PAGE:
Pablo Martinez Monsivais, Associated Press
WASHINGTON — President Barack Obama said he had "a great conversation" with Senate Republicans on Thursday, the third stop in his ice-breaking tour of the Capitol this week on the budget and other contentious topics.
"He was very candid. He certainly understands that you can't fix the country without adjusting entitlements to fit the demographics of our country," said Minority Leader Mitch McConnell, R-Ky., referring to benefit programs like Social Security and Medicare. "We'll see where we go from here, but it was a great meeting."
Obama then walked across the Capitol to meet with his House Democratic allies, capping visits this week to the Democratic and GOP conferences of both House and Senate.
Thursday's meetings came as a key Senate panel moved toward party-line approval of a fiscal blueprint that would only modestly trim the budget deficit while protecting safety net programs from slashing cuts proposed by Republicans.
The Senate budget plan, drafted by Sen. Patty Murray, D-Wash., blends about $1 trillion in modest cuts to health care providers, the Pentagon, domestic agencies and interest payments on the debt with an equal amount in new revenue claimed by ending some tax breaks.
But because Democrats want to restore $1.2 trillion in automatic spending cuts over the same period — cuts imposed by Washington's failure to strike a broader budget pact — Murray's blueprint increases spending slightly when compared with current policies. And after realistic assumptions about war spending are factored in, Murray's proposal would curb the deficit by only a few hundred billion dollars over 10 years. Murray's plan allocates just $50 billion for overseas military operations next year and assumes no war spending whatsoever starting in 2016.
In the House, Budget Committee Republicans approved a 2014 budget plan late Wednesday with an entirely opposite approach. It whacks spending by $4.6 trillion over the coming decade and promises sweeping cuts to Medicaid and domestic agencies while setting a path to balancing the government's books within 10 years. The party-line vote sent the measure to the full House for a vote next week.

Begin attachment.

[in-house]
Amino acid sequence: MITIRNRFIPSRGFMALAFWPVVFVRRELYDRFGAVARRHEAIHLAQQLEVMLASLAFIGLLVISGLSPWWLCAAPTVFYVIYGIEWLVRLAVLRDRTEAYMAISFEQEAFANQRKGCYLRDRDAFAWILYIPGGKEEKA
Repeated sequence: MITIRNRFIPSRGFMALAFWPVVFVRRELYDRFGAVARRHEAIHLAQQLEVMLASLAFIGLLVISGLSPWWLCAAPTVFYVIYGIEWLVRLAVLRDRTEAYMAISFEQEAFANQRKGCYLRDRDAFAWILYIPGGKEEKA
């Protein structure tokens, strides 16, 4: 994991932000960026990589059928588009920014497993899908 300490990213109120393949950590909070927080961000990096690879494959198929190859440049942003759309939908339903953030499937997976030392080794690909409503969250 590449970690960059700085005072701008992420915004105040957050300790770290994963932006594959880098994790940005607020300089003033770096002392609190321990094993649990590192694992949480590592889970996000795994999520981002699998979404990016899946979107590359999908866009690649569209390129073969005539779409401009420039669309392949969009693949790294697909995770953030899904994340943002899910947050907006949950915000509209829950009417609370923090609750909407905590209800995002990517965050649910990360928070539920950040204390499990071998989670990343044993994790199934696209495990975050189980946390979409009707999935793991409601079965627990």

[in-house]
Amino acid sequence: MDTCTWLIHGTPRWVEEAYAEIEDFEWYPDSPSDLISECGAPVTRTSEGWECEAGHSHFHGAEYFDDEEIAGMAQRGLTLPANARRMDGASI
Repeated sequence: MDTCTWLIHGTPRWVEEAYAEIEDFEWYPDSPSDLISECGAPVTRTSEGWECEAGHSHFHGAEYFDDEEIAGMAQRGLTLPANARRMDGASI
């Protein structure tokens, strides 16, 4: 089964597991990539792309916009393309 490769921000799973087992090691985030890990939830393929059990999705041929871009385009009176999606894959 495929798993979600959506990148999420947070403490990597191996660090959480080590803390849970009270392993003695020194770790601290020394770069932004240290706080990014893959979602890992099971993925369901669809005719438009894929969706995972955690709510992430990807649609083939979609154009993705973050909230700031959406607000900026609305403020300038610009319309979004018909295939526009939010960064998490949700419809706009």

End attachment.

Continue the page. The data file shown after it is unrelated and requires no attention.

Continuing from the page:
The partisan activity in the rival Budget panels contrasts with Obama's charm offensive, which is aimed at exploring the possibility of bipartisan agreement over politically challenging budget issues that have long gridlocked Washington.
Obama is signaling a willingness to adopt some modest steps on Medicare and Social Security, even as many of his Democratic allies wince at the idea. He told House Democrats that he could support a less generous inflation adjustment for Social Security but only as part of a larger budget bargain that includes new taxes.
He told senators to expect a decision on the keystone pipeline sometime this year though he didn't signal whether to expect his administration to approve it, said Sen. John Hoeven, R-N.D.
"This will be hard, and it will have to go against his own party to some extent as will some of us on the other side, but that we need to fix the debt for the country," said Sen. Lamar Alexander, R-Tenn. "He was candid and open and direct and he didn't sugar coat it. He recognizes that we have some pretty big differences and we ought to keep expectations under control, but he said he believes — and I think all of us believe — this is the way we should be doing business together."
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